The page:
How 10 Australian universities are adapting their international recruitment following COVID-19
As a higher education consultant helping institutions recruit international students, the question I get asked the most at the moment is, “what’s everyone else doing?”
So, last week I asked those I spoke to if I could summarise the key themes of our discussion. Below are 10 insights I gained from my conversations which I hope provides you with a broader context when developing your own strategies. While we don’t know what the “new normal” will look like yet, this quote from John F Kennedy seems very appropriate at the moment;
“The Chinese use two brush strokes to write the word 'crisis.' One brush stroke stands for danger; the other for opportunity. In a crisis, be aware of the danger--but recognize the opportunity.”
If you would like to discuss or add to any of the commentary below, please let me know. For further information on our unique student-centered approach to student recruitment, please click here.
1. Increasingly competitive market
All the intuitions I spoke to expect international travel restrictions to stop semester 2 2020 on-campus study for international students. As a result, institutions are planning to refocus on onshore international students (a source “market” larger than China), while international travel restrictions remain in place. Higher unemployment may entice current international students to study another course as they wait for the economy to recover.
Most institutions expect state border travel restrictions to have been lifted by semester 2 2020. This will enable inter-state recruitment of existing onshore international students (if campuses re-open).
There is significant concern a global recession will reduce demand as middle-class family incomes are impacted and their ability to afford an international education is reduced. [It’s worth noting that the GFC (2008) had a minor impact on Australian domestic and international student enrolments. In fact, 2009 and 2010 both posted strong domestic student growth (prior to demand-driven funding in 2012). International student numbers also grew steadily up to 2010 when visa changes, a rise in the Australian dollar, and Indian student attacks saw international numbers decline].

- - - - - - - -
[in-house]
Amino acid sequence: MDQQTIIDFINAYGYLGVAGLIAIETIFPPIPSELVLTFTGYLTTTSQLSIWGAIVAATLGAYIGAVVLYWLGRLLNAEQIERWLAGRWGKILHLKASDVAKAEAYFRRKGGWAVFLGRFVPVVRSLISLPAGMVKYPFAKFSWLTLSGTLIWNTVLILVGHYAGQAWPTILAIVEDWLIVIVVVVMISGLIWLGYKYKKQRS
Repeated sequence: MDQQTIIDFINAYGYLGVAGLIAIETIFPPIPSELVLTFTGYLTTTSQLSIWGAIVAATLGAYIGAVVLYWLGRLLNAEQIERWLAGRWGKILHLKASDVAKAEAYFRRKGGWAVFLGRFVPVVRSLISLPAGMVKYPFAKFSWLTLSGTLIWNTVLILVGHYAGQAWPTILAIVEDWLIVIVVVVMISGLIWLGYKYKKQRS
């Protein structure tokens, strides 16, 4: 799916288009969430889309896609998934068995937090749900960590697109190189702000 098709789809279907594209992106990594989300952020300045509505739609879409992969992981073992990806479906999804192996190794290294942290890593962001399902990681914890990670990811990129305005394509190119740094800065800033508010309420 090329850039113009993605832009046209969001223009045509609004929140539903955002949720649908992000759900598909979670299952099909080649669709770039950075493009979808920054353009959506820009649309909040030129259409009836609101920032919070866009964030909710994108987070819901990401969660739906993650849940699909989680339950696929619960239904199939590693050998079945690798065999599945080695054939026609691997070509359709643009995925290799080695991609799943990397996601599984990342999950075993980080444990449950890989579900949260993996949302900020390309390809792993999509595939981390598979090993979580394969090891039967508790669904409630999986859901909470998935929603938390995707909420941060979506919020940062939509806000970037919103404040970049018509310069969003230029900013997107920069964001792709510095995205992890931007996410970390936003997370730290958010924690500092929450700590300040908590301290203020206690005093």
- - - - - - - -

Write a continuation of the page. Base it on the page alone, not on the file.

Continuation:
Consider what actions can you take to strengthen your institution’s value proposition to maintain student numbers in a more competitive market? A better understanding of the different attitudes and behaviours of each prospective student segment can help you develop more relevant and influential activity.
2. Significantly reduced opportunity for semester 2 2020 international student recruitment
Many unknowns are making planning for semester 2 2020 very difficult. Competition for international students could be significantly reduced as institutions reduce international recruitment investment to cut costs in 2020, but then so could the potential number of students.
Department of Home Affairs lack of clarity on how starting online impact’s a student’s visa and post-study visa will deter some students from enrolling, especially from migration focussed countries.
China is thought to be the first offshore market that will recover, but most universities consider semester 1 2021 will still be significantly impacted.
Consider identifying a prospective student’s barriers to applying, accepting and starting online in semester 2 2020 and develop initiatives to address student concerns and reduce the barriers to starting online for the first semester (or 2).
3. Pressure to increase financial discounts and incentives
Student pressure is building to compensate new students for (temporary) online course delivery that fails to replicate the broader face-to-face student experience by offering increased discounts.
There is also concern a price war will break-out when the travel restrictions are lifted as Go8 universities who don’t normally discount heavily fight for market share in key markets (e.g. China) to rebuild revenue.
Concern that increasing discounts would not only reduce the margin on new students but would also increase the pressure to offer current students the same discount, further reducing institutional revenue.
Consider avoiding a race to the bottom, by identifying the student experience gaps between online and face-to-face delivery and developing initiatives to close the gaps and build value into the online experience for students rather than increasing discounts.
4. Revised priorities for international markets
Diversity is likely to take a back seat as revenue becomes the #1 short term priority, especially for the Go8 who have been impacted by the COVID-19 crisis the most, (China likely to be the #1 priority market due to its historical size as a source market).
COVID-19 recovery will vary greatly by market, ensuring some key markets are not available as source countries as early as others, (again most think China will emerge from the crisis before other large markets).
Given current student and post-study visa uncertainties, migration driven markets may be slow to commit to starting, (this will change if the Department of Home Affairs provides favorable guidance soon).
The current lack of part-time work will impact living cost-driven markets, which again might be slow to commit to starting until they can be sure they will be able to find a part-time job to cover their living costs.
Consider reviewing market priorities for each semester start date, developing new criteria to assess the potential of each market, and its’ fit with your institutional strengths.
5. Need to build stronger agent relationships
Most agree that the way you treat your partners in a time of crisis will drive your future relationship. Agents are facing significant cash flow and profit pressures and some will not survive. They are even more in the dark regarding what’s happening in Australia than Australian universities as they try to keep up with how each country around the world is managing the crisis.